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Odor free spaces

Deodorizing Made Easy with aHP

Discover an effective and convenient method of deodorizing with Aerosolized Hydrogen Peroxide (aHP) that eliminates odors at their source.

Understanding the Source of Indoor Odors

Indoor odors can originate from various sources, including cooking activities, pets, tobacco smoke, mold and mildew growth, household cleaning products, and more. It's important to understand the source of these odors in order to effectively eliminate them. By identifying the root cause, you can take the necessary steps to address the problem and prevent odors from recurring. Whether it's a musty smell from a damp basement or the lingering scent of last night's dinner, knowing where the odor is coming from is the first step in deodorizing your space.

Indoor odors can generally be separated into two main categories: chemical and organic. Chemical odors arise from synthetic substances, such as household cleaning products, paints, and many air fresheners. These odors often have a distinct, sometimes overpowering, artificial scent. On the other hand, organic odors are derived from natural sources, like cooking activities, pet dander, and mold. Organic odors tend to be more diverse and can range from pleasant to putrid. 

Volatile Organic Compounds (VOCs) are another potential source of indoor odors and can also have health implications. As explained by the EPA, VOCs are a group of organic chemicals that can evaporate into the air at room temperature. They originate from various sources, both natural and synthetic. Examples include benzene, formaldehyde, and ethylene glycol (anti-freeze). Common indoor sources of VOCs include household cleaning products, paints, solvents, adhesives, and certain building materials. While not all VOCs are harmful, some can have adverse health effects such as respiratory irritation, headaches, and eye or skin irritation.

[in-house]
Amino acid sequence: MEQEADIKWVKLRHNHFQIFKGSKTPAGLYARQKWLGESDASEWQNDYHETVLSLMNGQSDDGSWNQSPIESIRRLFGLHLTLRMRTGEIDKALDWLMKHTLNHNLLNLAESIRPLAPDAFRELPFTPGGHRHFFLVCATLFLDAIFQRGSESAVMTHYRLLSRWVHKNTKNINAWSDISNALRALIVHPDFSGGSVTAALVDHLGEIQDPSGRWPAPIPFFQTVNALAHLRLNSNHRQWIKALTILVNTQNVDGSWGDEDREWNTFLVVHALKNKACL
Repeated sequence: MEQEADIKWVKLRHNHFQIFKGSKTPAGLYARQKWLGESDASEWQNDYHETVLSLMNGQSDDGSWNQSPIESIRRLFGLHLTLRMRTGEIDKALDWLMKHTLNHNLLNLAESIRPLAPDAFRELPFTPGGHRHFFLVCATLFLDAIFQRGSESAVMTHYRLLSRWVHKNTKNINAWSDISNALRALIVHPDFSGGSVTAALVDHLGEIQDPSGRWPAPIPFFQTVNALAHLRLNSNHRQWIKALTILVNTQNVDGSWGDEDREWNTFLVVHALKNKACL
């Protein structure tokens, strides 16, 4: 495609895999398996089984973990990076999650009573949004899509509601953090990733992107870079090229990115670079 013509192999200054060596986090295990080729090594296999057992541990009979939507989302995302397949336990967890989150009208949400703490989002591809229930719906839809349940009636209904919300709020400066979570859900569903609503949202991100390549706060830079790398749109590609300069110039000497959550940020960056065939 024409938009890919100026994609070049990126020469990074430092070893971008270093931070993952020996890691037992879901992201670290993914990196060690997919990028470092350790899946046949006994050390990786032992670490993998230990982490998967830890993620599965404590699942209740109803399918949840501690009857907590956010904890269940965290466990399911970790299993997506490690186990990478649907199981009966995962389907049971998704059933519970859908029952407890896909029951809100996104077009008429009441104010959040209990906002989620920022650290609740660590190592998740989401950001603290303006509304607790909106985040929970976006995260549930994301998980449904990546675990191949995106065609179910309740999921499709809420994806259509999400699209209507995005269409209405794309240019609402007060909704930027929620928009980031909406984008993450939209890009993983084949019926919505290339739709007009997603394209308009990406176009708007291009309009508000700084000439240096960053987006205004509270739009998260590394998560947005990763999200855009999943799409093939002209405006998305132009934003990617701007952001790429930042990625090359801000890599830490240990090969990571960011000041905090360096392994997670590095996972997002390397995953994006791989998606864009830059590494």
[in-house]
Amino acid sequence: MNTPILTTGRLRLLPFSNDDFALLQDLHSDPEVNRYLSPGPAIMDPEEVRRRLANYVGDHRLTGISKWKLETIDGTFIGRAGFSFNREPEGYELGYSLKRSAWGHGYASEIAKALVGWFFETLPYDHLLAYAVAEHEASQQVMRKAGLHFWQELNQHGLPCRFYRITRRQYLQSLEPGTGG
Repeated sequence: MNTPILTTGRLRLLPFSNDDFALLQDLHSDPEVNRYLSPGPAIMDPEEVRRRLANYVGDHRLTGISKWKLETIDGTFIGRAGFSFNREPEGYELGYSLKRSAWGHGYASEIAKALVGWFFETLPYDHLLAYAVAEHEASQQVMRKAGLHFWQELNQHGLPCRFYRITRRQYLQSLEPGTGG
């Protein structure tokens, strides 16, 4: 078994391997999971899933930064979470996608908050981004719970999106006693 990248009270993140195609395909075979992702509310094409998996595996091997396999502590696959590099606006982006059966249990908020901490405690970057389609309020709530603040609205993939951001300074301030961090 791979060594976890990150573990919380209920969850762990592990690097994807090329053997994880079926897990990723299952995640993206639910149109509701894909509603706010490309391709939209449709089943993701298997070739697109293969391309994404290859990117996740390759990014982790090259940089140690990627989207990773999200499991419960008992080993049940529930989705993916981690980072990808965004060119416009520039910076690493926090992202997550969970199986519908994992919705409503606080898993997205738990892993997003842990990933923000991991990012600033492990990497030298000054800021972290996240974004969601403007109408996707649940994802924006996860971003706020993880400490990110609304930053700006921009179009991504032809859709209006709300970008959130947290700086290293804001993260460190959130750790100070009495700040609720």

Masking Over Versus Eliminating Odors  

Masking over odors is a temporary solution that involves using air fresheners, sprays, or scented candles to cover up unpleasant smells. While masking agents can provide a quick remedy and make the environment more pleasant temporarily, they do not eliminate the underlying cause. And over time, masking can lead to the accumulation of fragrances within the indoor air, and potentially produce unhealthy air components such as VOCs.

Eliminating the odor at its source is considered the best approach to achieve long-lasting and effective odor control. This involves identifying the root cause of the smell and taking measures to address it directly. For instance, if cooking odors are the issue, using exhaust fans and maintaining a clean kitchen can help eliminate the source of the smell. Similarly, addressing pet odors may involve regular pet grooming and cleaning of pet bedding. Another way to eliminate organic odors is neutralizing organic matter with an oxidizer such as aerosolized hydrogen peroxide (aHP). By breaking down the molecules that cause organic odors and VOCs, the oxidizer neutralizes the source leaving a space truly odor free.